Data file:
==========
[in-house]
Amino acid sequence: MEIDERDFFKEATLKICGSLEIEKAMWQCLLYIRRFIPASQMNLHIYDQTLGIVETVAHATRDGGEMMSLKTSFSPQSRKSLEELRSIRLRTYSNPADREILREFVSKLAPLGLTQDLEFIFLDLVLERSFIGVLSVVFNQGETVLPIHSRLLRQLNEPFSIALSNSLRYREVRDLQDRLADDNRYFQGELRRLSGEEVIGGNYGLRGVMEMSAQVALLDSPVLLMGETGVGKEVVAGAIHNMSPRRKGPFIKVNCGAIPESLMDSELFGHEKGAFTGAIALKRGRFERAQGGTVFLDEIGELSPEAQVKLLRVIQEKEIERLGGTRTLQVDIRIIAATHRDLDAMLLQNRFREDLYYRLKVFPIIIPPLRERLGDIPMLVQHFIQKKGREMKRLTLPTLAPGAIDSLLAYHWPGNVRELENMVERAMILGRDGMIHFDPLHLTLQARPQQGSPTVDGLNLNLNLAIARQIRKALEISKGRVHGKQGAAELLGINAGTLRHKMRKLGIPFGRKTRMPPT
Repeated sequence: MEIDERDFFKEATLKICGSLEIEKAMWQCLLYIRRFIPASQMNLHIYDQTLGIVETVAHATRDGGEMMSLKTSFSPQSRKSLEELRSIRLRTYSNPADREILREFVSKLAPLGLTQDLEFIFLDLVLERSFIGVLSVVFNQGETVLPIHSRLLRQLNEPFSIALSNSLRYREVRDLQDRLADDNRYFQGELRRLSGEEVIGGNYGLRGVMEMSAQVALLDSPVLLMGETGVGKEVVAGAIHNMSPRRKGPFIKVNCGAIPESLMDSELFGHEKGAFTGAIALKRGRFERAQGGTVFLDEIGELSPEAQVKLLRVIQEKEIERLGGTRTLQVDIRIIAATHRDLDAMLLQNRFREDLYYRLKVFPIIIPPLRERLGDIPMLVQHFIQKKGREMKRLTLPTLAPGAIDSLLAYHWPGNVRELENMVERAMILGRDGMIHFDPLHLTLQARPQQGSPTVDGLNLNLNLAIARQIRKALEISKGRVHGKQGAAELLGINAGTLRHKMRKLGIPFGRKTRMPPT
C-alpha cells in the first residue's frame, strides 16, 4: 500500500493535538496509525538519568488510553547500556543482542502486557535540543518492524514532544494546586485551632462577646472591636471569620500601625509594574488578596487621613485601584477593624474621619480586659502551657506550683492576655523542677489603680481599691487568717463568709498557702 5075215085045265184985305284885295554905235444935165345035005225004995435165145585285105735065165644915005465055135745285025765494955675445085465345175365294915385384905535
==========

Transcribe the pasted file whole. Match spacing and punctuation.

[in-house]
Amino acid sequence: MEIDERDFFKEATLKICGSLEIEKAMWQCLLYIRRFIPASQMNLHIYDQTLGIVETVAHATRDGGEMMSLKTSFSPQSRKSLEELRSIRLRTYSNPADREILREFVSKLAPLGLTQDLEFIFLDLVLERSFIGVLSVVFNQGETVLPIHSRLLRQLNEPFSIALSNSLRYREVRDLQDRLADDNRYFQGELRRLSGEEVIGGNYGLRGVMEMSAQVALLDSPVLLMGETGVGKEVVAGAIHNMSPRRKGPFIKVNCGAIPESLMDSELFGHEKGAFTGAIALKRGRFERAQGGTVFLDEIGELSPEAQVKLLRVIQEKEIERLGGTRTLQVDIRIIAATHRDLDAMLLQNRFREDLYYRLKVFPIIIPPLRERLGDIPMLVQHFIQKKGREMKRLTLPTLAPGAIDSLLAYHWPGNVRELENMVERAMILGRDGMIHFDPLHLTLQARPQQGSPTVDGLNLNLNLAIARQIRKALEISKGRVHGKQGAAELLGINAGTLRHKMRKLGIPFGRKTRMPPT
Repeated sequence: MEIDERDFFKEATLKICGSLEIEKAMWQCLLYIRRFIPASQMNLHIYDQTLGIVETVAHATRDGGEMMSLKTSFSPQSRKSLEELRSIRLRTYSNPADREILREFVSKLAPLGLTQDLEFIFLDLVLERSFIGVLSVVFNQGETVLPIHSRLLRQLNEPFSIALSNSLRYREVRDLQDRLADDNRYFQGELRRLSGEEVIGGNYGLRGVMEMSAQVALLDSPVLLMGETGVGKEVVAGAIHNMSPRRKGPFIKVNCGAIPESLMDSELFGHEKGAFTGAIALKRGRFERAQGGTVFLDEIGELSPEAQVKLLRVIQEKEIERLGGTRTLQVDIRIIAATHRDLDAMLLQNRFREDLYYRLKVFPIIIPPLRERLGDIPMLVQHFIQKKGREMKRLTLPTLAPGAIDSLLAYHWPGNVRELENMVERAMILGRDGMIHFDPLHLTLQARPQQGSPTVDGLNLNLNLAIARQIRKALEISKGRVHGKQGAAELLGINAGTLRHKMRKLGIPFGRKTRMPPT
C-alpha cells in the first residue's frame, strides 16, 4: 500500500493535538496509525538519568488510553547500556543482542502486557535540543518492524514532544494546586485551632462577646472591636471569620500601625509594574488578596487621613485601584477593624474621619480586659502551657506550683492576655523542677489603680481599691487568717463568709498557702 5075215085045265184985305284885295554905235444935165345035005225004995435165145585285105735065165644915005465055135745285025765494955675445085465345175365294915385384905535